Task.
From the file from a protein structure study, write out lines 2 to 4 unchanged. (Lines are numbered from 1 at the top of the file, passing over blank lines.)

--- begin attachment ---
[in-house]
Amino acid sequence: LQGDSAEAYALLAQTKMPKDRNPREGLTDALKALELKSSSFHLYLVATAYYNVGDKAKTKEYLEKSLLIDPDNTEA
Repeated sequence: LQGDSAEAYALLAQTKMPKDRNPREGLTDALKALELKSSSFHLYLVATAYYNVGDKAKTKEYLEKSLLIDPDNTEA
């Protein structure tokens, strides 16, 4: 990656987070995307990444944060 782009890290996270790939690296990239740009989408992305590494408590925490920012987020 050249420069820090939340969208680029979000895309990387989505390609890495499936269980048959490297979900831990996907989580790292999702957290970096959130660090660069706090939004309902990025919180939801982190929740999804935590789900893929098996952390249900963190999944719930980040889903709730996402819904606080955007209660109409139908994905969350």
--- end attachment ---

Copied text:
Amino acid sequence: LQGDSAEAYALLAQTKMPKDRNPREGLTDALKALELKSSSFHLYLVATAYYNVGDKAKTKEYLEKSLLIDPDNTEA
Repeated sequence: LQGDSAEAYALLAQTKMPKDRNPREGLTDALKALELKSSSFHLYLVATAYYNVGDKAKTKEYLEKSLLIDPDNTEA
């Protein structure tokens, strides 16, 4: 990656987070995307990444944060 782009890290996270790939690296990239740009989408992305590494408590925490920012987020 050249420069820090939340969208680029979000895309990387989505390609890495499936269980048959490297979900831990996907989580790292999702957290970096959130660090660069706090939004309902990025919180939801982190929740999804935590789900893929098996952390249900963190999944719930980040889903709730996402819904606080955007209660109409139908994905969350």